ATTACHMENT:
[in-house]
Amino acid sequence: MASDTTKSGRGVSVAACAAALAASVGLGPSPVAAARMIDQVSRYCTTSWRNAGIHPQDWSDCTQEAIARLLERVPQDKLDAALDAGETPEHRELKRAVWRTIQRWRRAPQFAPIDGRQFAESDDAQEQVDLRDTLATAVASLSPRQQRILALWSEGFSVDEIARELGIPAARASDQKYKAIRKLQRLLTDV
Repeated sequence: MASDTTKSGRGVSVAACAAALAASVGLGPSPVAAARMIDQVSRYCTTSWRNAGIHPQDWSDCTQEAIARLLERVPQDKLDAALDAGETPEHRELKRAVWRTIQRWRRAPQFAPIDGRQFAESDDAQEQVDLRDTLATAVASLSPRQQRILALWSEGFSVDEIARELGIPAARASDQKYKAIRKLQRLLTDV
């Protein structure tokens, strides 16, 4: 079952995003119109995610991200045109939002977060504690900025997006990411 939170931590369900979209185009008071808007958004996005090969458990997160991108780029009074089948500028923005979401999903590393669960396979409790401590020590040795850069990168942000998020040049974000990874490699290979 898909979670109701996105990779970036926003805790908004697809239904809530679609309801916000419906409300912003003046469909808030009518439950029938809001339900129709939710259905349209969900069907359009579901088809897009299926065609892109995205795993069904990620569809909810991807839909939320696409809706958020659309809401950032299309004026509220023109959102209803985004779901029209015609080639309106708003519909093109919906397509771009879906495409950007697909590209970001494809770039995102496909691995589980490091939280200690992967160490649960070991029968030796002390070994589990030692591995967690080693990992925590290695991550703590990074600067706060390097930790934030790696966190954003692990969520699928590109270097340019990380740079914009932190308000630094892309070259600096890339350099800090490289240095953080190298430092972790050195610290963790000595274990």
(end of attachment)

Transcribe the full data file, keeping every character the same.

[in-house]
Amino acid sequence: MASDTTKSGRGVSVAACAAALAASVGLGPSPVAAARMIDQVSRYCTTSWRNAGIHPQDWSDCTQEAIARLLERVPQDKLDAALDAGETPEHRELKRAVWRTIQRWRRAPQFAPIDGRQFAESDDAQEQVDLRDTLATAVASLSPRQQRILALWSEGFSVDEIARELGIPAARASDQKYKAIRKLQRLLTDV
Repeated sequence: MASDTTKSGRGVSVAACAAALAASVGLGPSPVAAARMIDQVSRYCTTSWRNAGIHPQDWSDCTQEAIARLLERVPQDKLDAALDAGETPEHRELKRAVWRTIQRWRRAPQFAPIDGRQFAESDDAQEQVDLRDTLATAVASLSPRQQRILALWSEGFSVDEIARELGIPAARASDQKYKAIRKLQRLLTDV
């Protein structure tokens, strides 16, 4: 079952995003119109995610991200045109939002977060504690900025997006990411 939170931590369900979209185009008071808007958004996005090969458990997160991108780029009074089948500028923005979401999903590393669960396979409790401590020590040795850069990168942000998020040049974000990874490699290979 898909979670109701996105990779970036926003805790908004697809239904809530679609309801916000419906409300912003003046469909808030009518439950029938809001339900129709939710259905349209969900069907359009579901088809897009299926065609892109995205795993069904990620569809909810991807839909939320696409809706958020659309809401950032299309004026509220023109959102209803985004779901029209015609080639309106708003519909093109919906397509771009879906495409950007697909590209970001494809770039995102496909691995589980490091939280200690992967160490649960070991029968030796002390070994589990030692591995967690080693990992925590290695991550703590990074600067706060390097930790934030790696966190954003692990969520699928590109270097340019990380740079914009932190308000630094892309070259600096890339350099800090490289240095953080190298430092972790050195610290963790000595274990």